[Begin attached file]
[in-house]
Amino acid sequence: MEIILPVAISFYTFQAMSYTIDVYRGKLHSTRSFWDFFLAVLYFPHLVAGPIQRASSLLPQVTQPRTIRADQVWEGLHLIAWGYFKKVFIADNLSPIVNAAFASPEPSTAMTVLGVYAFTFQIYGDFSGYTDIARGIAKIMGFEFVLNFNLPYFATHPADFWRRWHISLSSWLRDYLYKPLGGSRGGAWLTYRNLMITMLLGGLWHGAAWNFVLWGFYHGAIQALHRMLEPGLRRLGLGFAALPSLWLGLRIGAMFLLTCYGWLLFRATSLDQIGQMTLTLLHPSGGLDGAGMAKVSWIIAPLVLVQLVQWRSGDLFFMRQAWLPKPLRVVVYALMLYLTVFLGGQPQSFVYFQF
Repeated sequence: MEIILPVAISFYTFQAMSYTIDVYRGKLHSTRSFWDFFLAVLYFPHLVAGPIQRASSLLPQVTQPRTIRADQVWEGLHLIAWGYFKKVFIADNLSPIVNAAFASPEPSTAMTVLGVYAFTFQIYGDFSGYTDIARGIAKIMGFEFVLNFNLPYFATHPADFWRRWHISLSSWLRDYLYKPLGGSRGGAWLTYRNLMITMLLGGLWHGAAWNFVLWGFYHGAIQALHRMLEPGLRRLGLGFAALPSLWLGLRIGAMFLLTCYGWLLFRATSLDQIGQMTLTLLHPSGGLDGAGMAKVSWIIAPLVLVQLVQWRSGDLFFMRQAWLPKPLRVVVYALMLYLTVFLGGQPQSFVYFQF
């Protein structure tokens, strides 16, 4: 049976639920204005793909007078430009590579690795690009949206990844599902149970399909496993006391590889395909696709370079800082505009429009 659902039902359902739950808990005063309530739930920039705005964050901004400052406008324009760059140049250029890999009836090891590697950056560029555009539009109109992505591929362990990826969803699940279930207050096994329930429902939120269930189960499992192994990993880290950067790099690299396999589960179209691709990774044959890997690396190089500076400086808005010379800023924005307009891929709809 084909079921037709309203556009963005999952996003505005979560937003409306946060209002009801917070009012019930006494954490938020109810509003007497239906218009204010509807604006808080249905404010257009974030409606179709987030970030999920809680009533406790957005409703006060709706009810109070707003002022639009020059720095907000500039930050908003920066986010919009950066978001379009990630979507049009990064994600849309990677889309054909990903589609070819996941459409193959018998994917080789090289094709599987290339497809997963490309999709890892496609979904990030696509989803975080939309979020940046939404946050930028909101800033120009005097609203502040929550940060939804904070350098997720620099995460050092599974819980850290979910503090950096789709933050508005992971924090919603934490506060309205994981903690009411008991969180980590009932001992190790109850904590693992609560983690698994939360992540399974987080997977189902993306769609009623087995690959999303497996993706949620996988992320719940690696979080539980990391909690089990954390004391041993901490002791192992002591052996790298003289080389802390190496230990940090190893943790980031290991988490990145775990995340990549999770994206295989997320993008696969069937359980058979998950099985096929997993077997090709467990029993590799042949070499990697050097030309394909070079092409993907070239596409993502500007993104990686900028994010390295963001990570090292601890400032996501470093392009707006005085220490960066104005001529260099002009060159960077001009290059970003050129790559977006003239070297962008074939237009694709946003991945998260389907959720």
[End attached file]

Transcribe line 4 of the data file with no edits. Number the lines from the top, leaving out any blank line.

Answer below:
């Protein structure tokens, strides 16, 4: 049976639920204005793909007078430009590579690795690009949206990844599902149970399909496993006391590889395909696709370079800082505009429009 659902039902359902739950808990005063309530739930920039705005964050901004400052406008324009760059140049250029890999009836090891590697950056560029555009539009109109992505591929362990990826969803699940279930207050096994329930429902939120269930189960499992192994990993880290950067790099690299396999589960179209691709990774044959890997690396190089500076400086808005010379800023924005307009891929709809 084909079921037709309203556009963005999952996003505005979560937003409306946060209002009801917070009012019930006494954490938020109810509003007497239906218009204010509807604006808080249905404010257009974030409606179709987030970030999920809680009533406790957005409703006060709706009810109070707003002022639009020059720095907000500039930050908003920066986010919009950066978001379009990630979507049009990064994600849309990677889309054909990903589609070819996941459409193959018998994917080789090289094709599987290339497809997963490309999709890892496609979904990030696509989803975080939309979020940046939404946050930028909101800033120009005097609203502040929550940060939804904070350098997720620099995460050092599974819980850290979910503090950096789709933050508005992971924090919603934490506060309205994981903690009411008991969180980590009932001992190790109850904590693992609560983690698994939360992540399974987080997977189902993306769609009623087995690959999303497996993706949620996988992320719940690696979080539980990391909690089990954390004391041993901490002791192992002591052996790298003289080389802390190496230990940090190893943790980031290991988490990145775990995340990549999770994206295989997320993008696969069937359980058979998950099985096929997993077997090709467990029993590799042949070499990697050097030309394909070079092409993907070239596409993502500007993104990686900028994010390295963001990570090292601890400032996501470093392009707006005085220490960066104005001529260099002009060159960077001009290059970003050129790559977006003239070297962008074939237009694709946003991945998260389907959720």